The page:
It's called Science on a Sphere, and it's a permanent exhibit that will draw visitors of all ages to stand by its side to gaze and listen.
"It's an amazing educational tool," said
The hollow sphere, 6 feet in diameter, weighs 150 pounds and is made of carbon fiber. It's suspended from the ceiling with three small cables that are barely visible, especially in the darkened room.
Science on a Sphere is a project of the
The exhibit has had a "soft opening" for about a month and has been well-received by guests who come through the museum, said director
"I think it will up our admission without a doubt," she said.
SOS will expand educational opportunities for visitors of all ages, from children who enjoy hearing about the planets and volcanoes to adults who are fascinated by the mountains on Mars.
And it will help get across an important message about the museum, Van Dolsen said.
"We've not just for little kids."
On Tuesday evening, visitors can get a look for free at an exhibit opening from 6 to 8.
Up and running
A master plan for the museum was devised using the grant money, and the SOS exhibit was agreed on as the best opportunity for the museum because of its versatility and ability to be updated.
In order to accommodate SOS, the majority of the exhibits in the main gallery space were moved to an adjoining room, including
Data for Science on a Sphere is stored on a desktop computer at the museum. An iPad mini is used as the remote control of sorts for the device.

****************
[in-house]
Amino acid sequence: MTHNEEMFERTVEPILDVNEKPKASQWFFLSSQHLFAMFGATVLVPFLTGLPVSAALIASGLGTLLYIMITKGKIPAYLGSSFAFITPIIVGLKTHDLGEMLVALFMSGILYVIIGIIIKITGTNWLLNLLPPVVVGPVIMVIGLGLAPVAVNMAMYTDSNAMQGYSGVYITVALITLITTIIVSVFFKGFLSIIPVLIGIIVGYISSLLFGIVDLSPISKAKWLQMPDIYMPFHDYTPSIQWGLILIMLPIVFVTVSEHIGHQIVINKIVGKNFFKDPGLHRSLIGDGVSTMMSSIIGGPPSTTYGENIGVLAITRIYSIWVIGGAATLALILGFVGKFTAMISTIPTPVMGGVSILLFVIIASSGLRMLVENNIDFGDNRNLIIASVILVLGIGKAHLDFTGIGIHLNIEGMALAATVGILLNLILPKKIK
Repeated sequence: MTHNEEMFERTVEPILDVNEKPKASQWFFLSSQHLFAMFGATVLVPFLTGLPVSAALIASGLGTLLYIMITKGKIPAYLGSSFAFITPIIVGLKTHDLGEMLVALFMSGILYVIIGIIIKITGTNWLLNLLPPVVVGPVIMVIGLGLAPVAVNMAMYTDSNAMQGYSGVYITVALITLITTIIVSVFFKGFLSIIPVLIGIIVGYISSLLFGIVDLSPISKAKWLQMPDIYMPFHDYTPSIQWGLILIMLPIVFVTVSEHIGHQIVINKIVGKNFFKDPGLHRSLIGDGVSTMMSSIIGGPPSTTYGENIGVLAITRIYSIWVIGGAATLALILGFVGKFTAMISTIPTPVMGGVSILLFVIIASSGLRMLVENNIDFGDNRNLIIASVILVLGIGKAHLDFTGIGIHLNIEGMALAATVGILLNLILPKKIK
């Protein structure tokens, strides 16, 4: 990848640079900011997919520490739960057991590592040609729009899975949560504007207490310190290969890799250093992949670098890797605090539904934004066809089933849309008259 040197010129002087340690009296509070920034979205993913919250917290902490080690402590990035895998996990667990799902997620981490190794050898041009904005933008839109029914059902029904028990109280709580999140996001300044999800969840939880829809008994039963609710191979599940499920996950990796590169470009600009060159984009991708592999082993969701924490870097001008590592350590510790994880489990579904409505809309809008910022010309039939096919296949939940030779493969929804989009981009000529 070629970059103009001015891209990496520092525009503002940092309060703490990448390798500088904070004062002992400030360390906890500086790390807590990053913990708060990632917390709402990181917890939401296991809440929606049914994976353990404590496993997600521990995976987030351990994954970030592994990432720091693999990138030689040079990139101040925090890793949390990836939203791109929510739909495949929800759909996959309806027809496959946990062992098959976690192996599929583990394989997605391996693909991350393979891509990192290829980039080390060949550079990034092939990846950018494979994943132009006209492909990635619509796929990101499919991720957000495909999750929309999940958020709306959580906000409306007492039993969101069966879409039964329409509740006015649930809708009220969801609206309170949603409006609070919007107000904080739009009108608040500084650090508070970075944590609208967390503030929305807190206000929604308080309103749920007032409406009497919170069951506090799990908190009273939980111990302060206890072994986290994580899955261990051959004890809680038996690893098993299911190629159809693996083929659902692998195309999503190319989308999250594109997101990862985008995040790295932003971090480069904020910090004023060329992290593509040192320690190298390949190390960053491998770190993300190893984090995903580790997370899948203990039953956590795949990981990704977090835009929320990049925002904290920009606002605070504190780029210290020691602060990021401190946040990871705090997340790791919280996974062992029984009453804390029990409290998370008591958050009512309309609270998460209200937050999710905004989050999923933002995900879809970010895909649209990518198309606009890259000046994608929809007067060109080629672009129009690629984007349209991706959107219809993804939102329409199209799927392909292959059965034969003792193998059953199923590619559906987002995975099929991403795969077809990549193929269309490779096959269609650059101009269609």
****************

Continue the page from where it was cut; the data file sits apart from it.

Friday morning, educator Bizzell stood by the sphere, holding her iPad, and quickly switched the images on the globe.
In a matter of seconds, she was able to change the display from such diverse topics as the wave propagation after the Fukushimi,
As she changed topics, the iPad displayed a page of information about the subject, making it easy to give information.
There are 691 display options right now, and updates come out weekly. Every three hours, there's a satellite update for weather.
When teachers book a visit to the museum, they can let the museum staff know in advance what the students are studying so they can tailor the visit to those topics. But if a question arises on a different subject, an educator or volunteer can go to a different sphere image to answer the question.
When programs aren't going on, the sphere will display an automatic loop of images. If more funding becomes available, the museum can add a device that allows visitors to choose between a set number of images, Van Dolsen said. The device would be installed on the rails encircling the sphere;
Van Dolsen would also like to add seating around the sphere if money becomes available.
Van Dolsen hopes Science on a Sphere draws visitors from all over to the museum.
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